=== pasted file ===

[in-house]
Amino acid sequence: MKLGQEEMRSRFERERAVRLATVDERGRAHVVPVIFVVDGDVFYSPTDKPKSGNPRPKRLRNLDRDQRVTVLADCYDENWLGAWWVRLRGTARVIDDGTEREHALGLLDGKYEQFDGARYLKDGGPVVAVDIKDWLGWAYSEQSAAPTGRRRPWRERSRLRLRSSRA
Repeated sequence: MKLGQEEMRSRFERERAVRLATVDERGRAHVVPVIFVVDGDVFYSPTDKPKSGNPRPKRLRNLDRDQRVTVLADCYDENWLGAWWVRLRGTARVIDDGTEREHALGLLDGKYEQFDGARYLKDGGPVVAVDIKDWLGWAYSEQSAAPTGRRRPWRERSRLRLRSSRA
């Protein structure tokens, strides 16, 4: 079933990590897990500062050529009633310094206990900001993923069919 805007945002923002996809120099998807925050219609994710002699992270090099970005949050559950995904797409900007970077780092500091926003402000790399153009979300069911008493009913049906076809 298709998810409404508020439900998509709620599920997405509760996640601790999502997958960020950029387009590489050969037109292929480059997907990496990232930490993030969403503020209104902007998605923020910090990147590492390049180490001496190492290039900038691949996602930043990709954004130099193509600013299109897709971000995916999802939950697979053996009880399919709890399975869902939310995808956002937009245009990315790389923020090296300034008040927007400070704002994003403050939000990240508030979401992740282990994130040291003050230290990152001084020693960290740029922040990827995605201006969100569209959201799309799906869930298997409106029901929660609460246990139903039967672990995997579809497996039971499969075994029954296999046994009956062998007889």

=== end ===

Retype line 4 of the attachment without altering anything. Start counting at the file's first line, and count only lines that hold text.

């Protein structure tokens, strides 16, 4: 079933990590897990500062050529009633310094206990900001993923069919 805007945002923002996809120099998807925050219609994710002699992270090099970005949050559950995904797409900007970077780092500091926003402000790399153009979300069911008493009913049906076809 298709998810409404508020439900998509709620599920997405509760996640601790999502997958960020950029387009590489050969037109292929480059997907990496990232930490993030969403503020209104902007998605923020910090990147590492390049180490001496190492290039900038691949996602930043990709954004130099193509600013299109897709971000995916999802939950697979053996009880399919709890399975869902939310995808956002937009245009990315790389923020090296300034008040927007400070704002994003403050939000990240508030979401992740282990994130040291003050230290990152001084020693960290740029922040990827995605201006969100569209959201799309799906869930298997409106029901929660609460246990139903039967672990995997579809497996039971499969075994029954296999046994009956062998007889």